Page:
Regulatory T cells in lung transplantation—an emerging concept
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- Neujahr, D.C. & Larsen, C.P. Semin Immunopathol (2011) 33: 117. doi:10.1007/s00281-011-0253-0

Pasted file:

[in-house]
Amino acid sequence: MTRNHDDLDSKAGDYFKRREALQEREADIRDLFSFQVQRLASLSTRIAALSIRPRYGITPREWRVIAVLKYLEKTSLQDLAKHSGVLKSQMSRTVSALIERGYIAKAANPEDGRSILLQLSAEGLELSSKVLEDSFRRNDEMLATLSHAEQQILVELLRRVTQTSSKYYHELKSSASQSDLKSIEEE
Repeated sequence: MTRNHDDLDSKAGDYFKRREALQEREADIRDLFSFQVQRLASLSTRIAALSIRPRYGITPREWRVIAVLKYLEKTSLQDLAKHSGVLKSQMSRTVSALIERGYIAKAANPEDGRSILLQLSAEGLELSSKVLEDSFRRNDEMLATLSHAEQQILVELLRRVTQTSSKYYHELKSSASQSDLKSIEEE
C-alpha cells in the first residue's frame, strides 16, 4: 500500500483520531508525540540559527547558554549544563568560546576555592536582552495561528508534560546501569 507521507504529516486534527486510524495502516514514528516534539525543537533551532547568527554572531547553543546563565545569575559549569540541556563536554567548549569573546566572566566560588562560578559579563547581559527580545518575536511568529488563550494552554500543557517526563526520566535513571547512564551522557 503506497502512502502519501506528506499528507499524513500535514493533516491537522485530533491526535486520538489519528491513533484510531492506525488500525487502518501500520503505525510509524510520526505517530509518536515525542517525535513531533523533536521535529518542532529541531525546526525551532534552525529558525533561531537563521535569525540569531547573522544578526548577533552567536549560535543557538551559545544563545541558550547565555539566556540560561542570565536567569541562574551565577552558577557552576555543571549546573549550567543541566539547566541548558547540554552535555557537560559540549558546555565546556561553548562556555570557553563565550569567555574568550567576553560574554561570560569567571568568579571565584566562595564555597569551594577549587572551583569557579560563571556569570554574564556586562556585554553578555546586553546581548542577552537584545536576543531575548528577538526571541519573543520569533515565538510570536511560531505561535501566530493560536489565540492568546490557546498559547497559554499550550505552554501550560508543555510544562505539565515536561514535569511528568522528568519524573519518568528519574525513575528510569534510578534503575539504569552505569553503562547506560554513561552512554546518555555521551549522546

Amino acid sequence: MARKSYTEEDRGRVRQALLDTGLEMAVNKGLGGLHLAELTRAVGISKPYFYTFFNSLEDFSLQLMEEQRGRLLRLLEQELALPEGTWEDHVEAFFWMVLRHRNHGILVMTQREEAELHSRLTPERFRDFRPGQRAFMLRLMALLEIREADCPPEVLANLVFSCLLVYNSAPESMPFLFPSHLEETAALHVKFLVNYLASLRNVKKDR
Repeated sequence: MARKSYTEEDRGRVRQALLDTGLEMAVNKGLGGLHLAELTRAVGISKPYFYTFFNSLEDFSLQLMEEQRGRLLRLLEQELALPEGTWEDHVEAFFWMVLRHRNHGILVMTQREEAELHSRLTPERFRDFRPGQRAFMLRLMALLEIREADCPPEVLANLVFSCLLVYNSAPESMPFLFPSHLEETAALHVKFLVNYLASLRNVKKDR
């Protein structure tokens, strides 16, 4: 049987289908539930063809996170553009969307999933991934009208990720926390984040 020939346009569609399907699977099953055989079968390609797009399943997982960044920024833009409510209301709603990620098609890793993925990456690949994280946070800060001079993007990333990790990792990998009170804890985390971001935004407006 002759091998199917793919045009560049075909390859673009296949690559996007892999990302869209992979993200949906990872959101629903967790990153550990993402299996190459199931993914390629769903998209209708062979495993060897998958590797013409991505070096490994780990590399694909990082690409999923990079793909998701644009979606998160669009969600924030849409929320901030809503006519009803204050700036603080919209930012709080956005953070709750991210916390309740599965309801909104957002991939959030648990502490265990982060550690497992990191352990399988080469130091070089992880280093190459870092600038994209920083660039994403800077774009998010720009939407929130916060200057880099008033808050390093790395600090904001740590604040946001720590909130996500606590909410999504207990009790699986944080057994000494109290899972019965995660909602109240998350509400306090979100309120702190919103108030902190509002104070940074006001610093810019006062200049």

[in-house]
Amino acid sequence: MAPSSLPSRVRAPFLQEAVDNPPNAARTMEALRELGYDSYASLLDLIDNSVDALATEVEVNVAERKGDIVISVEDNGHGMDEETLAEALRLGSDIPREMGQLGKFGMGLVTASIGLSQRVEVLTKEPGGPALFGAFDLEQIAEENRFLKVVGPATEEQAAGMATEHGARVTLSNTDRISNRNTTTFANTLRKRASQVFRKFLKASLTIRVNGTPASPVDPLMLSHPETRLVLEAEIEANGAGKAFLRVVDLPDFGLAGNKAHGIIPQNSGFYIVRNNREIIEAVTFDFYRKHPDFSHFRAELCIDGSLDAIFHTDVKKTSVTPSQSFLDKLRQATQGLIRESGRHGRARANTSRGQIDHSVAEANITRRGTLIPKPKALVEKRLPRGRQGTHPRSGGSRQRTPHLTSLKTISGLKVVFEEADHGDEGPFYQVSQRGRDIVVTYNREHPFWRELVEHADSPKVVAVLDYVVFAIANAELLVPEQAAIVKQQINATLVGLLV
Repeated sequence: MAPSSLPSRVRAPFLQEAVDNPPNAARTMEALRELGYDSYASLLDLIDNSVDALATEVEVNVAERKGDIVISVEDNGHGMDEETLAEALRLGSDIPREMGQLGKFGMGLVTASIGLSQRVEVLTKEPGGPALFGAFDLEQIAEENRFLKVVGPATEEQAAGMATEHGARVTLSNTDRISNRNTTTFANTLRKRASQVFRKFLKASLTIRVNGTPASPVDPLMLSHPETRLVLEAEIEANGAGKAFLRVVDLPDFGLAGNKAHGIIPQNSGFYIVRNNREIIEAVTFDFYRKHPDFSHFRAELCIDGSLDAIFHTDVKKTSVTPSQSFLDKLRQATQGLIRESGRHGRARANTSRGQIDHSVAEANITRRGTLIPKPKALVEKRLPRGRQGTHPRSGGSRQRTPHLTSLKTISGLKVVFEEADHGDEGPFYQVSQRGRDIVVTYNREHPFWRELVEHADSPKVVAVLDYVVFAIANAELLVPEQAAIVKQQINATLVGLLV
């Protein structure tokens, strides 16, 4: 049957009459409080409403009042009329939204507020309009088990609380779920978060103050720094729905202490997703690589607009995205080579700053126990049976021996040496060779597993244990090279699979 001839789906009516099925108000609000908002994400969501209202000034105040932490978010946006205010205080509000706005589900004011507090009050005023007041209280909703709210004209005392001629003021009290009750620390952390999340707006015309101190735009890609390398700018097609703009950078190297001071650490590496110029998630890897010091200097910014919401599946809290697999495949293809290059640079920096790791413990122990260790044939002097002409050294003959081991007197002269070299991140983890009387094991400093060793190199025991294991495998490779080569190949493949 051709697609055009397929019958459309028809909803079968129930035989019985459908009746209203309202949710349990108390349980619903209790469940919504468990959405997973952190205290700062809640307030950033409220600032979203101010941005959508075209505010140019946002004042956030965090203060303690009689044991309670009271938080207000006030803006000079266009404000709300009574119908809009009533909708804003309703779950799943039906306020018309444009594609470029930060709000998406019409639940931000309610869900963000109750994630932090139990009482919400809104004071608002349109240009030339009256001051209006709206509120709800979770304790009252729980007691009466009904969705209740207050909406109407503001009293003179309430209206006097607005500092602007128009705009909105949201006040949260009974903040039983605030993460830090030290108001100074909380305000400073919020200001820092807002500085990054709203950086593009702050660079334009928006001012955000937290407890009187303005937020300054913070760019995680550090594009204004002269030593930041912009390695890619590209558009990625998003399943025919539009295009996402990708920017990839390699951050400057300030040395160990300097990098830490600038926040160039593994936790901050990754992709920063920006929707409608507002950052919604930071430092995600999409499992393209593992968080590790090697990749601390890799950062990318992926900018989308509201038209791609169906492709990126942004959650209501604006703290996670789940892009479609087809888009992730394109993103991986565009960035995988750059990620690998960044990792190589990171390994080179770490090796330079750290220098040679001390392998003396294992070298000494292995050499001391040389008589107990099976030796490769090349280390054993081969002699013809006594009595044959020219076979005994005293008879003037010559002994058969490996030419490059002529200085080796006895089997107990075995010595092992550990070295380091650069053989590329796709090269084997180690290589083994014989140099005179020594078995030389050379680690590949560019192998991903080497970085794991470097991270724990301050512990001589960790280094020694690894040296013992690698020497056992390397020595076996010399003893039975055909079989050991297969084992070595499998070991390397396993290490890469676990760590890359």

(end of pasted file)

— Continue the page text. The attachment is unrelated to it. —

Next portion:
Lung transplantation represents an option for patients with a variety of end-stage lung diseases. While surgical advances have led to improvements in short-term survival, long-term survival is limited by chronic rejection termed bronchiolitis obliterans syndrome (BOS). A growing body of work is devoted to determining why some patients develop BOS. One avenue of interest that has emerged recently is the role that regulatory T cells (Tregs) may have in protection from BOS. In this review, we will discuss the evidence that Tregs are relevant to outcomes following transplant. We will discuss the relevant animal models, in vitro assays, and human observational studies that support a role for Tregs. We will also explore the interplay between injurious T cells such as Th17 cells and Tregs as well as the effect that additional cell types and chemokines have on the balance between inflammation and regulation. Finally, we will review emerging therapies which may harness the ability of Tregs to lessen the effects of BOS.